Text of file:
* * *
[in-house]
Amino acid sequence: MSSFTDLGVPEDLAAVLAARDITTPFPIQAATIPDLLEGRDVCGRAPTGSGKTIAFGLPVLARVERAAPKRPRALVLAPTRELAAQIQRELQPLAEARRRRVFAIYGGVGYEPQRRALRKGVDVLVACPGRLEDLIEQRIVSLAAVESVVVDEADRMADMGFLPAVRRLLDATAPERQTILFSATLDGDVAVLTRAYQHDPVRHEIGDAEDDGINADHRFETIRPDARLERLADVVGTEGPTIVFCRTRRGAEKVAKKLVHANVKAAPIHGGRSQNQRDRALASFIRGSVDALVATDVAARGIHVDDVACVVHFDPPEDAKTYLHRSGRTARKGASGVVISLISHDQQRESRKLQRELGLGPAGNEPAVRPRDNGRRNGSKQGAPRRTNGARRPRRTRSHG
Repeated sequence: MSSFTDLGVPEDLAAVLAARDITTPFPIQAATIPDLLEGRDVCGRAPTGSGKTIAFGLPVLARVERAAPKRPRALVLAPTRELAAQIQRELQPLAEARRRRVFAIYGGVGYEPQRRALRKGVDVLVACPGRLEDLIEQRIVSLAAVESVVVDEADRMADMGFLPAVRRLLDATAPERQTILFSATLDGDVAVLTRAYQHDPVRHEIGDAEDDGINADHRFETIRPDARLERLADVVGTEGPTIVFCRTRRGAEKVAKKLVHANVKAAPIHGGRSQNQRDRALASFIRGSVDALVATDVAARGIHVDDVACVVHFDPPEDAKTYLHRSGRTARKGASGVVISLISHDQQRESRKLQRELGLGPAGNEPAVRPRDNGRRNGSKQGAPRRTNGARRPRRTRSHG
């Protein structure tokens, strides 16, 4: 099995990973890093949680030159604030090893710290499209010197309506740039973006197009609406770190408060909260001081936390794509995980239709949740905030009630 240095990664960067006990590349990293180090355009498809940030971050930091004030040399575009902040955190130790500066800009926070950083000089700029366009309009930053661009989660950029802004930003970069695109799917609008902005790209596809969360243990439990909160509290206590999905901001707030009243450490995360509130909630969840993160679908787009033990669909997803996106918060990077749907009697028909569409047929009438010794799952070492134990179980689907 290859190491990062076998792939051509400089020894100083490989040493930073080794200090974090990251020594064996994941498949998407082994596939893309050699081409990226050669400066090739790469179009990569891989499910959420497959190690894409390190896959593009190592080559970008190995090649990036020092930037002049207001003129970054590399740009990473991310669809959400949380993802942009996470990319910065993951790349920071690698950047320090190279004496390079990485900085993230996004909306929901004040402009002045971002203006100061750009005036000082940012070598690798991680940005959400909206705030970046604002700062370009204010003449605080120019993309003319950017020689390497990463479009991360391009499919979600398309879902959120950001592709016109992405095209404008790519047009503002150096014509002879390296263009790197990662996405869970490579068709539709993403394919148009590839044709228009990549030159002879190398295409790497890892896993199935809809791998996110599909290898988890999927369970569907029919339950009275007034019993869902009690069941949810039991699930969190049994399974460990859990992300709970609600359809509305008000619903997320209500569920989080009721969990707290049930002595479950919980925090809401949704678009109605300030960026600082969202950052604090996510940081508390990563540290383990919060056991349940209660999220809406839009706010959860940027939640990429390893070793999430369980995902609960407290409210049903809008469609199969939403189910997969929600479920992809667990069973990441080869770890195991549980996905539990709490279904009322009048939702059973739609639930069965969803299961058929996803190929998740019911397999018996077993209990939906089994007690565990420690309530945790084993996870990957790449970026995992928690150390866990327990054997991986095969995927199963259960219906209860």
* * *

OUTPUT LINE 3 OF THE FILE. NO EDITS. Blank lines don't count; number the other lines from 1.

Repeated sequence: MSSFTDLGVPEDLAAVLAARDITTPFPIQAATIPDLLEGRDVCGRAPTGSGKTIAFGLPVLARVERAAPKRPRALVLAPTRELAAQIQRELQPLAEARRRRVFAIYGGVGYEPQRRALRKGVDVLVACPGRLEDLIEQRIVSLAAVESVVVDEADRMADMGFLPAVRRLLDATAPERQTILFSATLDGDVAVLTRAYQHDPVRHEIGDAEDDGINADHRFETIRPDARLERLADVVGTEGPTIVFCRTRRGAEKVAKKLVHANVKAAPIHGGRSQNQRDRALASFIRGSVDALVATDVAARGIHVDDVACVVHFDPPEDAKTYLHRSGRTARKGASGVVISLISHDQQRESRKLQRELGLGPAGNEPAVRPRDNGRRNGSKQGAPRRTNGARRPRRTRSHG